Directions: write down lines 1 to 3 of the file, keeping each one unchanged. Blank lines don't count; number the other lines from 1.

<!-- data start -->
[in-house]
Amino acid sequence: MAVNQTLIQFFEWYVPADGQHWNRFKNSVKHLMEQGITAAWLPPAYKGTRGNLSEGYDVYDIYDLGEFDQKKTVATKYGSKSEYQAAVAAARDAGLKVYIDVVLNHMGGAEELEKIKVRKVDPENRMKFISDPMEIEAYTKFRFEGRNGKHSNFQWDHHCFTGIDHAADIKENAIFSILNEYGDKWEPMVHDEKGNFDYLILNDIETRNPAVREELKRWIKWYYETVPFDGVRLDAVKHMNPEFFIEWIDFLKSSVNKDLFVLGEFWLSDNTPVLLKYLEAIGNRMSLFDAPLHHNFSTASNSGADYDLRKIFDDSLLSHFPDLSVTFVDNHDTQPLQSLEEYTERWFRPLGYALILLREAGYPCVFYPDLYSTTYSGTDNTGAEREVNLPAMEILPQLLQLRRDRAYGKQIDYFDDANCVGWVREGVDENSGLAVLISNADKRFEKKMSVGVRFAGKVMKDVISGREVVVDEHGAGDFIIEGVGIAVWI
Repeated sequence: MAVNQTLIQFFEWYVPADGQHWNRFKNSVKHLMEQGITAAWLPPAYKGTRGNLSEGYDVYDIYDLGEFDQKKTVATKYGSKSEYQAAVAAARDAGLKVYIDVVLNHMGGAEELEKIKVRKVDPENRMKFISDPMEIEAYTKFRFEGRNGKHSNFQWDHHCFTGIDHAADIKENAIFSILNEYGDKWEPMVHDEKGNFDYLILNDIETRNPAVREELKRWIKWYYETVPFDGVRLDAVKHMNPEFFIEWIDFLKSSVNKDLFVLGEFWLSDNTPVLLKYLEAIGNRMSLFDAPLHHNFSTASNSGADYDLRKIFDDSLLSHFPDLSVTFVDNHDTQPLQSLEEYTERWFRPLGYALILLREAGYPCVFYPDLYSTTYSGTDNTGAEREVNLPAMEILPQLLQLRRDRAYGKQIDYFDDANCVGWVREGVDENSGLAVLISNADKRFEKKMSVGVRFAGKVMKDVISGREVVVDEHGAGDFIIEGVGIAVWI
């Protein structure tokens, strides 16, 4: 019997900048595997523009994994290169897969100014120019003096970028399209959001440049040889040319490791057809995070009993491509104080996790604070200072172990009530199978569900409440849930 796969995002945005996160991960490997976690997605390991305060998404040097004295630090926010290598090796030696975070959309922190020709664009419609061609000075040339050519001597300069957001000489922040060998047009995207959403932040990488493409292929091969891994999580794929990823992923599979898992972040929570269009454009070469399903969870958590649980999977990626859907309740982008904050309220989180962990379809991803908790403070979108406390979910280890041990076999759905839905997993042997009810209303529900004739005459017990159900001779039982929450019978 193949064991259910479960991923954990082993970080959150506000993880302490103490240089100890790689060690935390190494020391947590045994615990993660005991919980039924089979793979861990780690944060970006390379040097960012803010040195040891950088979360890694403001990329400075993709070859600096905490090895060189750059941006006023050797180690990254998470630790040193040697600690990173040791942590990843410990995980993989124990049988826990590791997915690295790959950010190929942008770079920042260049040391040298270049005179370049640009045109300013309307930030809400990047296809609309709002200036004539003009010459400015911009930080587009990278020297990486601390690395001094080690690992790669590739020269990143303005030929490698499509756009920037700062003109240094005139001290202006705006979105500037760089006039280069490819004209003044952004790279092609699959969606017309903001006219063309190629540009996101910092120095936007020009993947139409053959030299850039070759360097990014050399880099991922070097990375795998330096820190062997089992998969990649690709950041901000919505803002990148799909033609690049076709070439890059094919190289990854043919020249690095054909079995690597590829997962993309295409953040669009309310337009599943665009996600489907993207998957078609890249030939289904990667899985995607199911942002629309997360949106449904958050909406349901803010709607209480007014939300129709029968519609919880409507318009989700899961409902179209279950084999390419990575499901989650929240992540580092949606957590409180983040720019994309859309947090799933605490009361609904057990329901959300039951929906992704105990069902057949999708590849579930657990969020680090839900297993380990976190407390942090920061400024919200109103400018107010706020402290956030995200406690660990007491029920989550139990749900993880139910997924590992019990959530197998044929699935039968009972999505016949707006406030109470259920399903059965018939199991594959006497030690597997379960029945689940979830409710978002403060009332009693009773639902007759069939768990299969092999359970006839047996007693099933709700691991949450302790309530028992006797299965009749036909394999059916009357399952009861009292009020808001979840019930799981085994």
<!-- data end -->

[in-house]
Amino acid sequence: MAVNQTLIQFFEWYVPADGQHWNRFKNSVKHLMEQGITAAWLPPAYKGTRGNLSEGYDVYDIYDLGEFDQKKTVATKYGSKSEYQAAVAAARDAGLKVYIDVVLNHMGGAEELEKIKVRKVDPENRMKFISDPMEIEAYTKFRFEGRNGKHSNFQWDHHCFTGIDHAADIKENAIFSILNEYGDKWEPMVHDEKGNFDYLILNDIETRNPAVREELKRWIKWYYETVPFDGVRLDAVKHMNPEFFIEWIDFLKSSVNKDLFVLGEFWLSDNTPVLLKYLEAIGNRMSLFDAPLHHNFSTASNSGADYDLRKIFDDSLLSHFPDLSVTFVDNHDTQPLQSLEEYTERWFRPLGYALILLREAGYPCVFYPDLYSTTYSGTDNTGAEREVNLPAMEILPQLLQLRRDRAYGKQIDYFDDANCVGWVREGVDENSGLAVLISNADKRFEKKMSVGVRFAGKVMKDVISGREVVVDEHGAGDFIIEGVGIAVWI
Repeated sequence: MAVNQTLIQFFEWYVPADGQHWNRFKNSVKHLMEQGITAAWLPPAYKGTRGNLSEGYDVYDIYDLGEFDQKKTVATKYGSKSEYQAAVAAARDAGLKVYIDVVLNHMGGAEELEKIKVRKVDPENRMKFISDPMEIEAYTKFRFEGRNGKHSNFQWDHHCFTGIDHAADIKENAIFSILNEYGDKWEPMVHDEKGNFDYLILNDIETRNPAVREELKRWIKWYYETVPFDGVRLDAVKHMNPEFFIEWIDFLKSSVNKDLFVLGEFWLSDNTPVLLKYLEAIGNRMSLFDAPLHHNFSTASNSGADYDLRKIFDDSLLSHFPDLSVTFVDNHDTQPLQSLEEYTERWFRPLGYALILLREAGYPCVFYPDLYSTTYSGTDNTGAEREVNLPAMEILPQLLQLRRDRAYGKQIDYFDDANCVGWVREGVDENSGLAVLISNADKRFEKKMSVGVRFAGKVMKDVISGREVVVDEHGAGDFIIEGVGIAVWI